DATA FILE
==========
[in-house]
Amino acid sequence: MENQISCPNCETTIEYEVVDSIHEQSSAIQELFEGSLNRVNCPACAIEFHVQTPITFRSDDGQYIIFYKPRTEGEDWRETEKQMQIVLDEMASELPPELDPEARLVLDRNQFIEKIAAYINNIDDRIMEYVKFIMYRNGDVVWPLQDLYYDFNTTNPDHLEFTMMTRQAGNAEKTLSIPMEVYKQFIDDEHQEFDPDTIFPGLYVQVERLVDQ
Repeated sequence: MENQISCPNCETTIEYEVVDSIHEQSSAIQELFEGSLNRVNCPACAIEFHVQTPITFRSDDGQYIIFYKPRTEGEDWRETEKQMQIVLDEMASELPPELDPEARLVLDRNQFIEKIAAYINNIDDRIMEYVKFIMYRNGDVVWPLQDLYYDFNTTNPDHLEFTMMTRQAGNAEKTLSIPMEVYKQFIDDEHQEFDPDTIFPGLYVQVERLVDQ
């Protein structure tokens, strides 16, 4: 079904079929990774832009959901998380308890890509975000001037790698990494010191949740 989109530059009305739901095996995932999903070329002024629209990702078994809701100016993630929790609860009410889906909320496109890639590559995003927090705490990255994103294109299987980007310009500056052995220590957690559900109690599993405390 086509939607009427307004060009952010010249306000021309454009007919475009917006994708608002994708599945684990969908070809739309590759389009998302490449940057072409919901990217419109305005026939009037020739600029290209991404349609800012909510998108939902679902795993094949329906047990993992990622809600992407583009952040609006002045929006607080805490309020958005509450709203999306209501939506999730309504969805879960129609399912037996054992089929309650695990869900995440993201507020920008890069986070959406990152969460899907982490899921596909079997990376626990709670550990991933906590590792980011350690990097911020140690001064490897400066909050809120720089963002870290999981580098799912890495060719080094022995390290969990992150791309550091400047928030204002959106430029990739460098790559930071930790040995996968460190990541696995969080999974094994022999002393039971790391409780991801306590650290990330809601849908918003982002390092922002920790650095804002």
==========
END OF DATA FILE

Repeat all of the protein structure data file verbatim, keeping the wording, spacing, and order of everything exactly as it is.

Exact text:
[in-house]
Amino acid sequence: MENQISCPNCETTIEYEVVDSIHEQSSAIQELFEGSLNRVNCPACAIEFHVQTPITFRSDDGQYIIFYKPRTEGEDWRETEKQMQIVLDEMASELPPELDPEARLVLDRNQFIEKIAAYINNIDDRIMEYVKFIMYRNGDVVWPLQDLYYDFNTTNPDHLEFTMMTRQAGNAEKTLSIPMEVYKQFIDDEHQEFDPDTIFPGLYVQVERLVDQ
Repeated sequence: MENQISCPNCETTIEYEVVDSIHEQSSAIQELFEGSLNRVNCPACAIEFHVQTPITFRSDDGQYIIFYKPRTEGEDWRETEKQMQIVLDEMASELPPELDPEARLVLDRNQFIEKIAAYINNIDDRIMEYVKFIMYRNGDVVWPLQDLYYDFNTTNPDHLEFTMMTRQAGNAEKTLSIPMEVYKQFIDDEHQEFDPDTIFPGLYVQVERLVDQ
């Protein structure tokens, strides 16, 4: 079904079929990774832009959901998380308890890509975000001037790698990494010191949740 989109530059009305739901095996995932999903070329002024629209990702078994809701100016993630929790609860009410889906909320496109890639590559995003927090705490990255994103294109299987980007310009500056052995220590957690559900109690599993405390 086509939607009427307004060009952010010249306000021309454009007919475009917006994708608002994708599945684990969908070809739309590759389009998302490449940057072409919901990217419109305005026939009037020739600029290209991404349609800012909510998108939902679902795993094949329906047990993992990622809600992407583009952040609006002045929006607080805490309020958005509450709203999306209501939506999730309504969805879960129609399912037996054992089929309650695990869900995440993201507020920008890069986070959406990152969460899907982490899921596909079997990376626990709670550990991933906590590792980011350690990097911020140690001064490897400066909050809120720089963002870290999981580098799912890495060719080094022995390290969990992150791309550091400047928030204002959106430029990739460098790559930071930790040995996968460190990541696995969080999974094994022999002393039971790391409780991801306590650290990330809601849908918003982002390092922002920790650095804002």